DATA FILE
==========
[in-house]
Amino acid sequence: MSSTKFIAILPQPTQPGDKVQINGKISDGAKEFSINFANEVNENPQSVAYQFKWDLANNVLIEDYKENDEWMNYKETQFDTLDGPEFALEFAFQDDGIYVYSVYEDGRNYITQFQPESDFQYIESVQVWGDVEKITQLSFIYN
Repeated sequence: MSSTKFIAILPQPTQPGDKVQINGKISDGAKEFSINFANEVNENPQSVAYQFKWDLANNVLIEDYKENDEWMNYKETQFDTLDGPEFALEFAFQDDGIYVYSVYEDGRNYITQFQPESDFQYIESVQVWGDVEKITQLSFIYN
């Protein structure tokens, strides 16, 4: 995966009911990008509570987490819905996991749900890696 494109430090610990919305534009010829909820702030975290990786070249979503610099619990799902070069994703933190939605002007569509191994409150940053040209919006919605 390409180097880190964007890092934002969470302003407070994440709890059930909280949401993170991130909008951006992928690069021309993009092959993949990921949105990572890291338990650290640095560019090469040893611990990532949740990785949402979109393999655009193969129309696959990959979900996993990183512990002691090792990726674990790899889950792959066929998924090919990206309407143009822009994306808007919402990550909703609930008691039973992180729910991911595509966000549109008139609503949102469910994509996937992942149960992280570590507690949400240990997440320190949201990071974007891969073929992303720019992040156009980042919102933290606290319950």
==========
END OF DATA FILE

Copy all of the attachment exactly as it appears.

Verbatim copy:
[in-house]
Amino acid sequence: MSSTKFIAILPQPTQPGDKVQINGKISDGAKEFSINFANEVNENPQSVAYQFKWDLANNVLIEDYKENDEWMNYKETQFDTLDGPEFALEFAFQDDGIYVYSVYEDGRNYITQFQPESDFQYIESVQVWGDVEKITQLSFIYN
Repeated sequence: MSSTKFIAILPQPTQPGDKVQINGKISDGAKEFSINFANEVNENPQSVAYQFKWDLANNVLIEDYKENDEWMNYKETQFDTLDGPEFALEFAFQDDGIYVYSVYEDGRNYITQFQPESDFQYIESVQVWGDVEKITQLSFIYN
């Protein structure tokens, strides 16, 4: 995966009911990008509570987490819905996991749900890696 494109430090610990919305534009010829909820702030975290990786070249979503610099619990799902070069994703933190939605002007569509191994409150940053040209919006919605 390409180097880190964007890092934002969470302003407070994440709890059930909280949401993170991130909008951006992928690069021309993009092959993949990921949105990572890291338990650290640095560019090469040893611990990532949740990785949402979109393999655009193969129309696959990959979900996993990183512990002691090792990726674990790899889950792959066929998924090919990206309407143009822009994306808007919402990550909703609930008691039973992180729910991911595509966000549109008139609503949102469910994509996937992942149960992280570590507690949400240990997440320190949201990071974007891969073929992303720019992040156009980042919102933290606290319950």